2. Choose your class. You can swap this with the next step, but I think it's really easier to model your character's personality on your class rather than vice-versa. Read the short descriptions I wrote for every class and try to make up your mind. Be aware of the cons and pros if there are any described. I.e. before you rush off making a death knight because you can't be bothered to level, be aware of the fact you'll likely get shunned in the start when entering a roleplaying community (especially traditional ones).

    3. Write a character hook. A character hook is a really short description of your character, usually no longer than 20 words. Describe the goals you want your character to have, or his job, what does he strive for, what does he value etc. E.g.: Rahege, a grumpy Druid who left the Cenarion Circle to wage war on the Alliance.

    4. Choose a name. You could do that earlier, but anyway, choose a suitable name. Real life and human names usually don't fit. In the guide, you can find a paragraph dedicated to naming.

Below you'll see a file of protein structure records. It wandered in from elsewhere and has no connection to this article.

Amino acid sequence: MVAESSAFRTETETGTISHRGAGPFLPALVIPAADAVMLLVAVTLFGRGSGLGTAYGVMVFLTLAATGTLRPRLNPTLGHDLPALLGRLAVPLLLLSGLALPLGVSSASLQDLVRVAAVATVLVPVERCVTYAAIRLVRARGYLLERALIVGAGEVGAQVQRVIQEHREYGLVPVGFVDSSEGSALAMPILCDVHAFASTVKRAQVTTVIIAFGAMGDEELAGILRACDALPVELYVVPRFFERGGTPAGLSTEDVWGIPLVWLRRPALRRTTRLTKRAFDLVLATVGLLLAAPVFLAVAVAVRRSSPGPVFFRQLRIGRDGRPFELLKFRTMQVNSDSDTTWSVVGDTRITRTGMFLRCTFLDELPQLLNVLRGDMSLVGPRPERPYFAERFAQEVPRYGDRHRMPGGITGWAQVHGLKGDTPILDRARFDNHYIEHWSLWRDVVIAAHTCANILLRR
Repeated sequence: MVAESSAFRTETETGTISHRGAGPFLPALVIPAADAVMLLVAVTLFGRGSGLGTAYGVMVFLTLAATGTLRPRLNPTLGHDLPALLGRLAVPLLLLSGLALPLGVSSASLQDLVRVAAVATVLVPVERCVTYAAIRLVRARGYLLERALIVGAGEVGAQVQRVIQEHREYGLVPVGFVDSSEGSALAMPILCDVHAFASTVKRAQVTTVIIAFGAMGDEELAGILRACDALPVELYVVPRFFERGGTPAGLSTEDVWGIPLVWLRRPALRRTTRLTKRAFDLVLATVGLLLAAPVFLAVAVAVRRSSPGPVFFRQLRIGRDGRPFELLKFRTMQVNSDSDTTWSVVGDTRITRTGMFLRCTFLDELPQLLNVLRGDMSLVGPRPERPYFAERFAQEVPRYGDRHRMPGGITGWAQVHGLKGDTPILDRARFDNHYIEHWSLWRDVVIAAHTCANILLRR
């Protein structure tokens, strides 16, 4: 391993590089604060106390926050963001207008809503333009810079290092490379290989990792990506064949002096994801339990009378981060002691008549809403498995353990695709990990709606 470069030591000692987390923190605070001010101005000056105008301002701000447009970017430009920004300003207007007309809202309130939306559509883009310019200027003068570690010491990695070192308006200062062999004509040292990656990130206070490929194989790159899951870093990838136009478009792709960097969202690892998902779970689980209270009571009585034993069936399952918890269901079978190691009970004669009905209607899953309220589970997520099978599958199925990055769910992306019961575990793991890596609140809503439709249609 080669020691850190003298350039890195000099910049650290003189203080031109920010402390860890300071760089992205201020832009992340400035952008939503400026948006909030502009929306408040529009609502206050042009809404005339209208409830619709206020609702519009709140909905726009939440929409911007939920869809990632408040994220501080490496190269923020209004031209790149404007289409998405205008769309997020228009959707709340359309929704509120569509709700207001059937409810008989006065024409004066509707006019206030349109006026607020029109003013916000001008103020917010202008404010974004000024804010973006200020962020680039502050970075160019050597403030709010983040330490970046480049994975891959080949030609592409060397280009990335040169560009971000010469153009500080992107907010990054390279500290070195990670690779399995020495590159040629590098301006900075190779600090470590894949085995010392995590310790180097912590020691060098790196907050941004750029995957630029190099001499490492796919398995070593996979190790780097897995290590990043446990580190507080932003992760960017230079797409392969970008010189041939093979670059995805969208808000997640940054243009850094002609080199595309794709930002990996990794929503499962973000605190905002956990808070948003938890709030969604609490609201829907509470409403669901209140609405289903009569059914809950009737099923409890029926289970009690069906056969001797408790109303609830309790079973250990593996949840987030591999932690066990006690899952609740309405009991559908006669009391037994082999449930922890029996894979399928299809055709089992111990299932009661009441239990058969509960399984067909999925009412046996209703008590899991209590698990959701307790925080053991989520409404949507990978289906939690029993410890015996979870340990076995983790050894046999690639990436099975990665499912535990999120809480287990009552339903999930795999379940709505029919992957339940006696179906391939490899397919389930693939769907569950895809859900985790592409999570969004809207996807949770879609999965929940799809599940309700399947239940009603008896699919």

5. Roll your character. Once you've got everything set up, you can enter the world and level or roleplay out of your heart. I suggest you find a guild that would fit your character, because it'll be much easier to get known to the server then.


     www.WoWWiki.com
     World of Warcraft RPG: Core Book
     World of Warcraft RPG: Horde Player’s Guide
     http://kindred.7.forumer.com/index.php
     World of Warcraft: Massively Multi-player Game
     The fantastic roleplayers who are contributing to roleplay and motivating people to write guides.

Sodding heck that is long. Still! I believe this deserves a sticky.
Hah, it didn't look that long on the old forums, but alas, the max characters limit was decreased here, so it looks even longer.
Definitely well worth the sticky it had before. Have a bump at the very least =3
Yay, I got my sexy avatar! Thanks for the bumps.
Very nice i am definitely going to read this more thouroughly
Also, Go Windtotem Tribe!

Edit: Ah, i have no achievement points!
Excellent guide, thanks for posting.
Excellent guide. :)
Bump because this is a fantastic amount of effort, and it shows!
Lovely guide. I'm sure a sticky would be helpful for those planning to roll a Tauren on an RP server or in need of some information about the race. :)